In this article, we’re taking a closer look at eight specific eFiling processes you’ll encounter as you use eFiling in civil cases.

Straight from the Court, here are some guidelines to help you successfully file your documents electronically.

1. One lead document per transaction

When you file a document, or group of documents, in one single submission through your EFSP, the Court considers this a transaction. It’s important to know that you cannot submit more than one lead document per transaction in Los Angeles Civil.

For example, you will not be able to submit two motions or submit a cross-complaint and an answer in one transaction. Instead, each lead document must be filed in separate transactions.

Supporting documents can be filed together in the same transaction as the lead document that they reference.

Remember, per CA Code of Civil Procedure Section 428.50(a), you must file any cross-complaint against any of the parties who filed a complaint against you before or at the same time as filing an answer to the opposing party’s complaint. Filing cross-complaints with an answer will create an error in the system, and your documents may be rejected. Instead, you’ll place two separate transactions, first one for the cross-complaint and then one for the answer.

2. Jury Fees

Each court has a specific procedure when it comes to paying jury fees, and Los Angeles Civil will be no exception. When you file your pleading, you’ll need to pay the initial fee for the jury demand by selecting the “Notice of Deposit for Jury” filing document name from the drop-down menu of document types during the eFiling process. And remember: at One Legal, we always disburse your court filing fees upfront on your behalf.

One Legal UI

Definition: Filing document name

A Filing Document Name refers to the type of filing (e.g., answer, demurrer, motion, etc.) and is used by your EFSP to properly designate the document(s) upon submission.

It’s important to always use the correct filing document name to help determine the appropriate fee and court workflow for your filing.

3. Fee waivers

If you or your client is eligible for a fee waiver, both the fee waiver application and the initiating document should be submitted in the same transaction.

Either the complaint or the petition will be processed at the same time as the fee waiver application.

When filing your case initiation on One Legal, you indicate your filing party’s fee waiver eligibility after you’ve added the Plaintiff.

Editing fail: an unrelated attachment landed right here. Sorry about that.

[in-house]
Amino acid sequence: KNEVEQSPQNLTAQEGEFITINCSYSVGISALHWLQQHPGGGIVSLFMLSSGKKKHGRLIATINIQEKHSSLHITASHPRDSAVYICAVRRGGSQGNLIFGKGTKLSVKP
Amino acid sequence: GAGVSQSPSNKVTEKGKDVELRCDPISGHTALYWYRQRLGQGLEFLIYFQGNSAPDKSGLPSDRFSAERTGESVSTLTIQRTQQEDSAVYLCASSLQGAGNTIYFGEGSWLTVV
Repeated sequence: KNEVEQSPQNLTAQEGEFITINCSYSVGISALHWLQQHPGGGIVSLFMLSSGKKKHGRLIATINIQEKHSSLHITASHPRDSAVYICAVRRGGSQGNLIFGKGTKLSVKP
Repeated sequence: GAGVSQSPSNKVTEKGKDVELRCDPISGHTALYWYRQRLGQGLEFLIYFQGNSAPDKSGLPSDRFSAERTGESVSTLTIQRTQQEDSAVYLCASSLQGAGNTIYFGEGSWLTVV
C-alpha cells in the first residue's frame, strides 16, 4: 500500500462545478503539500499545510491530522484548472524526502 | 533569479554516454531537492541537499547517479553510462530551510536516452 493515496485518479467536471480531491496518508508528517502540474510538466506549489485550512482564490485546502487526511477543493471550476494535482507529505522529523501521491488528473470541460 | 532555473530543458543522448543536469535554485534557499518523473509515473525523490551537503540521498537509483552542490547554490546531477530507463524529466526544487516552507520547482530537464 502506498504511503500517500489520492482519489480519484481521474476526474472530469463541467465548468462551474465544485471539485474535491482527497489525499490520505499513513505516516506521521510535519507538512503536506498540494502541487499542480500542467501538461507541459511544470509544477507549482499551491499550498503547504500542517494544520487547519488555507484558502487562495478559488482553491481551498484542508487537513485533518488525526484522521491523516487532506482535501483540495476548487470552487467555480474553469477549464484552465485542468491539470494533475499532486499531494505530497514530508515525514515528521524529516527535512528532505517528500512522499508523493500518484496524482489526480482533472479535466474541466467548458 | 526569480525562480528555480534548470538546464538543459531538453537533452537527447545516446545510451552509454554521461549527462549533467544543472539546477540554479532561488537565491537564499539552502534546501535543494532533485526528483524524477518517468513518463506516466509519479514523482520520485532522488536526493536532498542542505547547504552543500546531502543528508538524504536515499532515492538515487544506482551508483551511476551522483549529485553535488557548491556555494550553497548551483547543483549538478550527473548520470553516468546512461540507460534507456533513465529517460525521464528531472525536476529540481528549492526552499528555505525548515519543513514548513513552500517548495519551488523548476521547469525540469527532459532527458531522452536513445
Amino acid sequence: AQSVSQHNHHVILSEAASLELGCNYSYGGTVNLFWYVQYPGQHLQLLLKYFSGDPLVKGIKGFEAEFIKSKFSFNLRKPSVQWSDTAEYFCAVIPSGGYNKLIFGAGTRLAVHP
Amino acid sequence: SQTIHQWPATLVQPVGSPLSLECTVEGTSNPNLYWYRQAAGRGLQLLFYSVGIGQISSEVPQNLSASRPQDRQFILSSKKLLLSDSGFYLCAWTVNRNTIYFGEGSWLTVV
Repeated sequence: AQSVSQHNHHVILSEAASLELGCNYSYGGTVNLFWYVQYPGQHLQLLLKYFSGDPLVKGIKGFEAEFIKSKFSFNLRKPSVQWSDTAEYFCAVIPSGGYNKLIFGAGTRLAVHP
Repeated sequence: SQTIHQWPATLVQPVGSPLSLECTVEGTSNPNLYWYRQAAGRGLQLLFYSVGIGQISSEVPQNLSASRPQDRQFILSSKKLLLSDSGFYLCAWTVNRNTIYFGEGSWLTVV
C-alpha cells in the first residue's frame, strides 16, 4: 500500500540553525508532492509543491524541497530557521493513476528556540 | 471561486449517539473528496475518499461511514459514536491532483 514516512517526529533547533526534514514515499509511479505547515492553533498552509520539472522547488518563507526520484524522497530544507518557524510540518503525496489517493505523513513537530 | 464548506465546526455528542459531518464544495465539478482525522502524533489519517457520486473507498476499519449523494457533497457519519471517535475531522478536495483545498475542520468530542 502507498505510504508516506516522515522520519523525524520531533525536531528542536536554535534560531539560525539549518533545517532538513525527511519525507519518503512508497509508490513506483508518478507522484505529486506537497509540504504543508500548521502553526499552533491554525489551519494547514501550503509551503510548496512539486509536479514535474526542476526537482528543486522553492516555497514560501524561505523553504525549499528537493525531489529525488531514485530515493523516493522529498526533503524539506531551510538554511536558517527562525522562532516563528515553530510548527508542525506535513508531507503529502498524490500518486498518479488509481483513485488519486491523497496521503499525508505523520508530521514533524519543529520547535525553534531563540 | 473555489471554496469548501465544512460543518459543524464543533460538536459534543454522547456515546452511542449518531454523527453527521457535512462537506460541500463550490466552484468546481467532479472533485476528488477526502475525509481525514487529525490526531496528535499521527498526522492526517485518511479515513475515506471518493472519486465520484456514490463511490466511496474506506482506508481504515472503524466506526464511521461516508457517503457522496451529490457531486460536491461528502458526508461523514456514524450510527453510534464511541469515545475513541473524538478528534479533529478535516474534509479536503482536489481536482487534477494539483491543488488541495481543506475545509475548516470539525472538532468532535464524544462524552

This step will take place on the Case Participants screen:

Case Participants Screen

If you indicate the filing party is exempt because they are representing a government agency, no further action is needed. If you select fee waiver, One Legal will then prompt you to upload the appropriate document, as seen in the following image:

Fee Waiver Reason Upload Document

This is also true when a filing party is making a first appearance on an existing case.

4. Proposed orders

All proposed orders must be submitted as PDFs. Although CRC 3.1312 requires that a Word version also be submitted, the Court has indicated that they will countermand this requirement via a General Order (TBA).

If submitting a proposed order with motions, applications, or other documents, all of the documents can be submitted in the same transaction. However, make sure that the order is a separate PDF.

Once your proposed order is reviewed and signed by a judicial officer, the filed order will be transmitted back to you electronically and can be viewed, downloaded, and/or printed from your One Legal account.

There you have it: four need-to-know guidelines that will put you and your legal team on the road to eFiling success in Los Angeles. Next week, we’ll review how you can make the best use of the voluntary eFiling period and be ready well in advance of the mandates.

By now, you’ve prepared for the basics of eFiling and EFSPs. In previous posts, we’ve talked about the best practices for preparing legal documents for eFiling processes as well as what to expect from the Court once you’ve filed. You’ve also learned some detailed guidelines on lead documents, jury fees and waivers, and proposed orders.

Now, let’s take a closer look at four more specific eFiling processes you’ll encounter as you use eFiling in civil cases.

5. Exemptions and how to file them

Mandatory eFiling is here for the majority of filings, but not every document can be eFiled. The Court has identified the following documents as exempt from eFiling in Civil case types: